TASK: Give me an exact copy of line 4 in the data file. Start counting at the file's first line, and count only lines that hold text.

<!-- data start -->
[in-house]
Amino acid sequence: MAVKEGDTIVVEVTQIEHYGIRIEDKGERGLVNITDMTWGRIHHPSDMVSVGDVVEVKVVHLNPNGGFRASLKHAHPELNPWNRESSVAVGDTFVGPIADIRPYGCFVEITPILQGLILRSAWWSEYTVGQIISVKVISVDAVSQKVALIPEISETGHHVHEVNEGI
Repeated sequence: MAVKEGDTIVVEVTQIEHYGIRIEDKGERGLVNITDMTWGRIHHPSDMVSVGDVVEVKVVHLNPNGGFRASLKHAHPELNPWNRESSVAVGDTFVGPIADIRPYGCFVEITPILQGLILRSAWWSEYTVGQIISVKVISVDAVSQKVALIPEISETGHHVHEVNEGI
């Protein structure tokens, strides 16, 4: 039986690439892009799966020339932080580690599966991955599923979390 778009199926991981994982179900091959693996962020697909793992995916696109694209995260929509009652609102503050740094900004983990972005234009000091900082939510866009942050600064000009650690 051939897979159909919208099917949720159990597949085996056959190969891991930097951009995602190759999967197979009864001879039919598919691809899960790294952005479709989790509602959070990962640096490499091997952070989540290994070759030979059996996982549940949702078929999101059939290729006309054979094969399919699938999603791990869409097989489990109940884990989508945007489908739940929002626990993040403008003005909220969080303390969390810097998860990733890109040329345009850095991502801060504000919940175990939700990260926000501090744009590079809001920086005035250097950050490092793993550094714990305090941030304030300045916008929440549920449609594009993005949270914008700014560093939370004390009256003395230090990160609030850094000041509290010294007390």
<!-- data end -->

């Protein structure tokens, strides 16, 4: 039986690439892009799966020339932080580690599966991955599923979390 778009199926991981994982179900091959693996962020697909793992995916696109694209995260929509009652609102503050740094900004983990972005234009000091900082939510866009942050600064000009650690 051939897979159909919208099917949720159990597949085996056959190969891991930097951009995602190759999967197979009864001879039919598919691809899960790294952005479709989790509602959070990962640096490499091997952070989540290994070759030979059996996982549940949702078929999101059939290729006309054979094969399919699938999603791990869409097989489990109940884990989508945007489908739940929002626990993040403008003005909220969080303390969390810097998860990733890109040329345009850095991502801060504000919940175990939700990260926000501090744009590079809001920086005035250097950050490092793993550094714990305090941030304030300045916008929440549920449609594009993005949270914008700014560093939370004390009256003395230090990160609030850094000041509290010294007390």